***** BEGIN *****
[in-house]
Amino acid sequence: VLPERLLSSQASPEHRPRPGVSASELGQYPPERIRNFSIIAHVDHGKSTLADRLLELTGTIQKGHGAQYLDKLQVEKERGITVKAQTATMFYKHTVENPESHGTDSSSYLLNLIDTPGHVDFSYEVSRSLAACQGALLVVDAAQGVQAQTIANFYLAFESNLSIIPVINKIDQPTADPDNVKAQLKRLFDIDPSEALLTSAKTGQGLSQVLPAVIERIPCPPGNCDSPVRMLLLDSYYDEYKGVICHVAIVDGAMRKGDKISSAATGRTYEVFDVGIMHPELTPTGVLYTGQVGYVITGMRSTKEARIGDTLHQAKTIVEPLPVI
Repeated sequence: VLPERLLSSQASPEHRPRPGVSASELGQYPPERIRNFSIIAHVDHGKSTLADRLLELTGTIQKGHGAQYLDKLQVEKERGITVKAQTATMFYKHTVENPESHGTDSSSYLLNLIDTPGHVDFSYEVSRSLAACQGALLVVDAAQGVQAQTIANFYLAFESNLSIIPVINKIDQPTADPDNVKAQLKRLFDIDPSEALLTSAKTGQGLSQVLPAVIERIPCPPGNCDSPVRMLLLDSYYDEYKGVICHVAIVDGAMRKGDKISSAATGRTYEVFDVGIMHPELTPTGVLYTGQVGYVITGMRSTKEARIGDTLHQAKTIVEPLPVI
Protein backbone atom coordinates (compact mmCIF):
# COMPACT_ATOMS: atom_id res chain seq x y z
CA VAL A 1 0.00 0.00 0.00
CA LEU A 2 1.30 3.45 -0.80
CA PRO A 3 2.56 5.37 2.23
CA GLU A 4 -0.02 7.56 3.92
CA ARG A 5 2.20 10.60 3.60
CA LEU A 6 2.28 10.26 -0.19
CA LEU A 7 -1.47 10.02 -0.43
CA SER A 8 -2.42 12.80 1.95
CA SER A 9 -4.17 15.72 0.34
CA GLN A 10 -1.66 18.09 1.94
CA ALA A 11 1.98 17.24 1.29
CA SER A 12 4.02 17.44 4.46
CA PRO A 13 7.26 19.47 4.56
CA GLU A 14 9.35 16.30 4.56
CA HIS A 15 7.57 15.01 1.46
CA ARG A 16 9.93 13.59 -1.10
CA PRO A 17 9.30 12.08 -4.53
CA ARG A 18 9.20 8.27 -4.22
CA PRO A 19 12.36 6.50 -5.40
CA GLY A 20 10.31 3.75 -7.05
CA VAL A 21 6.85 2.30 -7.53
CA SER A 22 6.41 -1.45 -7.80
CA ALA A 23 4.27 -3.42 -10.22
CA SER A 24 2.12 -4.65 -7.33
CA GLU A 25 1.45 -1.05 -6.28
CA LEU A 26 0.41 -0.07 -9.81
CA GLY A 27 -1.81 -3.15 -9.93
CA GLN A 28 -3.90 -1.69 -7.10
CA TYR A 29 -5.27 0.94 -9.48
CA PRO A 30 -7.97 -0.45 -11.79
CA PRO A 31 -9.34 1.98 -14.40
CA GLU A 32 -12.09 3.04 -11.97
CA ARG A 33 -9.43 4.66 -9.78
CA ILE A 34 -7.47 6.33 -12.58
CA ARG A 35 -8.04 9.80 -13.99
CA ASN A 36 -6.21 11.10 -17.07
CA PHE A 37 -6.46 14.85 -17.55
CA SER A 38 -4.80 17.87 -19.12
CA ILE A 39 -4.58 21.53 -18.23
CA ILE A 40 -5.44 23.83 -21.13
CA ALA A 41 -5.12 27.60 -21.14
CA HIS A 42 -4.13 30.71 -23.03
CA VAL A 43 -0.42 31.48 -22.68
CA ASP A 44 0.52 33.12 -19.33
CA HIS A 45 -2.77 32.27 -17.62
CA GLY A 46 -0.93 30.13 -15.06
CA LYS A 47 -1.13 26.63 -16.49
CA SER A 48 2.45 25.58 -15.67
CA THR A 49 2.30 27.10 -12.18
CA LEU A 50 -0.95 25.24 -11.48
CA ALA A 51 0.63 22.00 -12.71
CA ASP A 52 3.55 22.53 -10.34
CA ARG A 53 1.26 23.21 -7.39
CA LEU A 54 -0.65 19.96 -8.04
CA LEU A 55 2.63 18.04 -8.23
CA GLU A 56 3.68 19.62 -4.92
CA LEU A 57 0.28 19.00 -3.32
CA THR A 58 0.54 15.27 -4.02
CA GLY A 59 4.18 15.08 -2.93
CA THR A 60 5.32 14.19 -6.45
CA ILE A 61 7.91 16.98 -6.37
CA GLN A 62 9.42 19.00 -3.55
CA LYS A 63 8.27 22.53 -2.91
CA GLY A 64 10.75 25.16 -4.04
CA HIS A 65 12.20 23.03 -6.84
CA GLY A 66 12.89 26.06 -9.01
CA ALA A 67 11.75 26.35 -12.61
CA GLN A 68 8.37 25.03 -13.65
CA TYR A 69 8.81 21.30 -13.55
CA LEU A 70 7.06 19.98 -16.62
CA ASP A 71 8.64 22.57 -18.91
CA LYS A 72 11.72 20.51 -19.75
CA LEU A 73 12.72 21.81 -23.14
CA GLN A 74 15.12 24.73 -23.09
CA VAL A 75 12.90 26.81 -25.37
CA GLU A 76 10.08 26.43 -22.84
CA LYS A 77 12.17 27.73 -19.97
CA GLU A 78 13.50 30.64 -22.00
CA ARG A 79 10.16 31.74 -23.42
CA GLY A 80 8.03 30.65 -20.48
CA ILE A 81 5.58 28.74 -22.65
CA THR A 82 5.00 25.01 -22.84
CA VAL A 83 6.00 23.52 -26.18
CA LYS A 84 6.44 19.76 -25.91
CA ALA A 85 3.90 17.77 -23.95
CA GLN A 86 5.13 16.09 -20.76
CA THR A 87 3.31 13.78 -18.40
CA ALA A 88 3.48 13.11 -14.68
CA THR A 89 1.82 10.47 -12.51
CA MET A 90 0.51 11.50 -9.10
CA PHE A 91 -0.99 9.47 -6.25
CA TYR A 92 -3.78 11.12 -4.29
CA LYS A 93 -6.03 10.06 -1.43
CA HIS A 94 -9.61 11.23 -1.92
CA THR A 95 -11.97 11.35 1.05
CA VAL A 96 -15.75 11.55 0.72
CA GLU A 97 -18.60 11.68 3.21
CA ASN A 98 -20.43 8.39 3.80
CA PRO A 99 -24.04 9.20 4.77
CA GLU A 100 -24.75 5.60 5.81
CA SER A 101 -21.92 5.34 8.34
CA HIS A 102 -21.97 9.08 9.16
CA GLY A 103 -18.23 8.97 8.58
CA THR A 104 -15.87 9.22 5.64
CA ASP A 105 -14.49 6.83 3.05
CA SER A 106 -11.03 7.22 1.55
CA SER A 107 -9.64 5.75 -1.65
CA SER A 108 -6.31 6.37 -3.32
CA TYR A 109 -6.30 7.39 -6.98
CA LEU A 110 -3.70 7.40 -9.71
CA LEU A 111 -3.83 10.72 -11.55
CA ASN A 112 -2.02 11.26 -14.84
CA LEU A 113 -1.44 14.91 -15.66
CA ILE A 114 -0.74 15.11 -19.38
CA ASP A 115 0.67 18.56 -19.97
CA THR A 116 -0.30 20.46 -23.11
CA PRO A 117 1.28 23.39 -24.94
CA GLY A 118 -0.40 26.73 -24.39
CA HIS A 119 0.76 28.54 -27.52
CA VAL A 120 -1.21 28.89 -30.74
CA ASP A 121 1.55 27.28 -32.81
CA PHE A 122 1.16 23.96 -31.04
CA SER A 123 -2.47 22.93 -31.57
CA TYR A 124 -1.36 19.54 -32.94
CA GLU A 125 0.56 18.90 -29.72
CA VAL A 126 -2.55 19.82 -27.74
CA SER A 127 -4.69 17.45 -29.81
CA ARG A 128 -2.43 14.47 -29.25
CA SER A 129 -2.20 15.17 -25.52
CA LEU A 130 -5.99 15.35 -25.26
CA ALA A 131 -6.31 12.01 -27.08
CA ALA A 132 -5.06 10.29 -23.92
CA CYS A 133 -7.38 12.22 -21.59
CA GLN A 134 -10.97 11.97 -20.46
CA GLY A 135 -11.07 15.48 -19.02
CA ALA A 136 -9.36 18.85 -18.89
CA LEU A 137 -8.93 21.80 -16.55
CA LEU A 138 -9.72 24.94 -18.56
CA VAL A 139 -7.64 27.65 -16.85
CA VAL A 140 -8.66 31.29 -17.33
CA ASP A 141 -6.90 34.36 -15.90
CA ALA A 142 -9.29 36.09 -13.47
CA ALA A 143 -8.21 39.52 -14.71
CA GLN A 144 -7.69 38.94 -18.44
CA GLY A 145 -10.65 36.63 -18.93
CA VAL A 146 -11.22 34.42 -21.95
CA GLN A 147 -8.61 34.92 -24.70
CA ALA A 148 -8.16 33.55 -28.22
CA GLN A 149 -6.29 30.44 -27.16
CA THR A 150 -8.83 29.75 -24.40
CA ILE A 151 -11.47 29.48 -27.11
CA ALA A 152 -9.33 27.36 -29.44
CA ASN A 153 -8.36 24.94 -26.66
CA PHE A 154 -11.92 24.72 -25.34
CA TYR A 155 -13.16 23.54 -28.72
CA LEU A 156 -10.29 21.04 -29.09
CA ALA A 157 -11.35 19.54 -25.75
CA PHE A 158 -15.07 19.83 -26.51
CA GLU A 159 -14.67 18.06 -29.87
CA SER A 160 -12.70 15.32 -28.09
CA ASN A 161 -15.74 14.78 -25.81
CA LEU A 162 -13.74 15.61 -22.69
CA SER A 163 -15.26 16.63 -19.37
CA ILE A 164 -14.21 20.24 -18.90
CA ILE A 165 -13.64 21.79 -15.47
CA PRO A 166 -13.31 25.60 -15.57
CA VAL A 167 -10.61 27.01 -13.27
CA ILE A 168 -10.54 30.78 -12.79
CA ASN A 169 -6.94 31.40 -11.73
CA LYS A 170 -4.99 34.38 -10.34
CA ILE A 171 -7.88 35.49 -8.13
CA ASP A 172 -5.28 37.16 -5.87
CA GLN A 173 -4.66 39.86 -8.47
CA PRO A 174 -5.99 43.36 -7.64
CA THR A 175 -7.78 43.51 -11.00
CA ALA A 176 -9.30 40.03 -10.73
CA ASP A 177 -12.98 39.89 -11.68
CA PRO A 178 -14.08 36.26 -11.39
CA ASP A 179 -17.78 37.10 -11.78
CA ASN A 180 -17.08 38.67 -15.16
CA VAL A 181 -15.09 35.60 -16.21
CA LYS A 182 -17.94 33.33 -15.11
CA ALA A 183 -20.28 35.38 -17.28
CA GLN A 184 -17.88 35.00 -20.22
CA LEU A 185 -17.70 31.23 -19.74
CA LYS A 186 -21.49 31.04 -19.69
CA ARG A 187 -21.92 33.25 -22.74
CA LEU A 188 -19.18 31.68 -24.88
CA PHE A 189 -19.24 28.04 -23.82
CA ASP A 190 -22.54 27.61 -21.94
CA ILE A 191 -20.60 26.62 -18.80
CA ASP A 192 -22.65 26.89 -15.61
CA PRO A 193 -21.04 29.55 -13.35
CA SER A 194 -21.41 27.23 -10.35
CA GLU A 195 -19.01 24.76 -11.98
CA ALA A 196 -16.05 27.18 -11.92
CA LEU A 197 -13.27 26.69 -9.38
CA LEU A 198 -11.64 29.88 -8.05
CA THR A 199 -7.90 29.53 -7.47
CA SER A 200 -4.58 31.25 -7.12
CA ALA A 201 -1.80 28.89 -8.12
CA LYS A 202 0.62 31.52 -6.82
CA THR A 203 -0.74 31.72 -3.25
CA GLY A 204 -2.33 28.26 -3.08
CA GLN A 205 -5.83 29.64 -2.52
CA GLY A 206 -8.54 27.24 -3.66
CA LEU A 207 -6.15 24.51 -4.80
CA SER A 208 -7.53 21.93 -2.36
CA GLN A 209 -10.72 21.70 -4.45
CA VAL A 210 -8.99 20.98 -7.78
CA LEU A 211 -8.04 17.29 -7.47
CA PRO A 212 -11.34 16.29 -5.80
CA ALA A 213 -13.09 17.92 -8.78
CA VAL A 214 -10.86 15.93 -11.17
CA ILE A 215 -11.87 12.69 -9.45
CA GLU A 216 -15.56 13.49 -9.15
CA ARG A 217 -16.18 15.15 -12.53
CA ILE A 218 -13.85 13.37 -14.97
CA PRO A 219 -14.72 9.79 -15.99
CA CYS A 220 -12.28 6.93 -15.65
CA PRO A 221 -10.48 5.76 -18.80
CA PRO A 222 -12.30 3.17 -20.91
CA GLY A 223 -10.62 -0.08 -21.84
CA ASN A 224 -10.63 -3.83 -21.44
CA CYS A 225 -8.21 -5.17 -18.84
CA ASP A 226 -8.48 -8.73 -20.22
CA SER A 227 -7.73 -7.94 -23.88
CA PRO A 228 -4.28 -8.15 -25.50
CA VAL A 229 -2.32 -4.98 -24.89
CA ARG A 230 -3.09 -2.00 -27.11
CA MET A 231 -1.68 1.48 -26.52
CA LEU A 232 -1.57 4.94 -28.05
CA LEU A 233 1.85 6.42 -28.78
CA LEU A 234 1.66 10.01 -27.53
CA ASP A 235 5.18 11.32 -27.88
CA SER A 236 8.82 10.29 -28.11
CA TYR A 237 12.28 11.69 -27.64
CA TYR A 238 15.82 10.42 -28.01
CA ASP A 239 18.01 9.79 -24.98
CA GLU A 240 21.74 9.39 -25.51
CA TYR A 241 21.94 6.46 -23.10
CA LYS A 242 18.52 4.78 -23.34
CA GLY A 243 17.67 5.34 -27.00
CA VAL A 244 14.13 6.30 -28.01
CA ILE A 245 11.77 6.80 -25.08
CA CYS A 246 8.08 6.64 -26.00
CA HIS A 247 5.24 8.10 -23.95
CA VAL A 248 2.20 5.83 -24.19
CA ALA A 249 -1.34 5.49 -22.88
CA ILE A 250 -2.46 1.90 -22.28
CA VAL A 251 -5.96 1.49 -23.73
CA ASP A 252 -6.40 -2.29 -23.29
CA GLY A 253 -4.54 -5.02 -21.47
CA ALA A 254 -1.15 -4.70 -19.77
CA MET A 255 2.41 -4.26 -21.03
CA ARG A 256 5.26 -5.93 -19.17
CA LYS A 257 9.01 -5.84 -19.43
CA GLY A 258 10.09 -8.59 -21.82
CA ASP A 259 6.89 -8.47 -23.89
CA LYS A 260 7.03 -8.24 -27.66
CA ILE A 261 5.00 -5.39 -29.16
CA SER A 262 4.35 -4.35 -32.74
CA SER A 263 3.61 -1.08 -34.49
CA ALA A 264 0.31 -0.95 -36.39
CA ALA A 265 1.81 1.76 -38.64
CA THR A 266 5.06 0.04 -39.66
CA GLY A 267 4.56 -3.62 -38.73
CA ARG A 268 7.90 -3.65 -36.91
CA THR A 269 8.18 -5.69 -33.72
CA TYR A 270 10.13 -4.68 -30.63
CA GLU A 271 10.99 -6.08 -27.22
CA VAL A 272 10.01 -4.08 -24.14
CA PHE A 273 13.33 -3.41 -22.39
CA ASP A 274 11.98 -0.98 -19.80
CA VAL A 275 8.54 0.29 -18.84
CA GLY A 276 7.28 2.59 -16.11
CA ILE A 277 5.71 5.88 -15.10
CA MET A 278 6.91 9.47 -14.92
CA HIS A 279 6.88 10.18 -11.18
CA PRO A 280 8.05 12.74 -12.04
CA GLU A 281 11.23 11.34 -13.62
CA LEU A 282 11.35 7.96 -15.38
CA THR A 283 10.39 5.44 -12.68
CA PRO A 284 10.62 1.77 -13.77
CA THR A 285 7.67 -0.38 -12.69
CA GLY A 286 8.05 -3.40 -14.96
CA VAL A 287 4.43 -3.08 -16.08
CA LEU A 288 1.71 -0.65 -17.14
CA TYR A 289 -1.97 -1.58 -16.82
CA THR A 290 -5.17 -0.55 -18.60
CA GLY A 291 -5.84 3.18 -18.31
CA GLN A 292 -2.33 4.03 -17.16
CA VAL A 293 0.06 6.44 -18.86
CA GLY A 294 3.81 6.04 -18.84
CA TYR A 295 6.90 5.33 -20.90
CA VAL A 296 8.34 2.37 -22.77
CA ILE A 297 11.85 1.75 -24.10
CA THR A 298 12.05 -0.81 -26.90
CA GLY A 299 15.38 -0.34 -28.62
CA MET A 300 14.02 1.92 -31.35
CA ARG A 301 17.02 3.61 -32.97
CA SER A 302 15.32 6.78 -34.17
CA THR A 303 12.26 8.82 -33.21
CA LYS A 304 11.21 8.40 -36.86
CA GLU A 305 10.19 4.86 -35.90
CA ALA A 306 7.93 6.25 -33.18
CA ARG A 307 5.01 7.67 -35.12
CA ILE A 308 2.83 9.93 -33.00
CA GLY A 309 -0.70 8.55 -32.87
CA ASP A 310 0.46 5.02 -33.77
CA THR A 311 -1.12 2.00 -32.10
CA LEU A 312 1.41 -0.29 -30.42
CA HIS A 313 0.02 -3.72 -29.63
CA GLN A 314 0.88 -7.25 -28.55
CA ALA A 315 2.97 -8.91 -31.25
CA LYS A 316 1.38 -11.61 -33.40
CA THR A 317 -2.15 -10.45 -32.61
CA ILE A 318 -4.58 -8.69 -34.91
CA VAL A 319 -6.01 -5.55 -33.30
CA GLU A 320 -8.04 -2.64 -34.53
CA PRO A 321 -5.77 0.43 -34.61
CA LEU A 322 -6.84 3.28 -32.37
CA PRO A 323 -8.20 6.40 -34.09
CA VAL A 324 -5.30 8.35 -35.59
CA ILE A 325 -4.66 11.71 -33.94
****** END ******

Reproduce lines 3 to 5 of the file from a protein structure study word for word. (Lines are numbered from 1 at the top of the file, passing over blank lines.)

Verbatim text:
Repeated sequence: VLPERLLSSQASPEHRPRPGVSASELGQYPPERIRNFSIIAHVDHGKSTLADRLLELTGTIQKGHGAQYLDKLQVEKERGITVKAQTATMFYKHTVENPESHGTDSSSYLLNLIDTPGHVDFSYEVSRSLAACQGALLVVDAAQGVQAQTIANFYLAFESNLSIIPVINKIDQPTADPDNVKAQLKRLFDIDPSEALLTSAKTGQGLSQVLPAVIERIPCPPGNCDSPVRMLLLDSYYDEYKGVICHVAIVDGAMRKGDKISSAATGRTYEVFDVGIMHPELTPTGVLYTGQVGYVITGMRSTKEARIGDTLHQAKTIVEPLPVI
Protein backbone atom coordinates (compact mmCIF):
# COMPACT_ATOMS: atom_id res chain seq x y z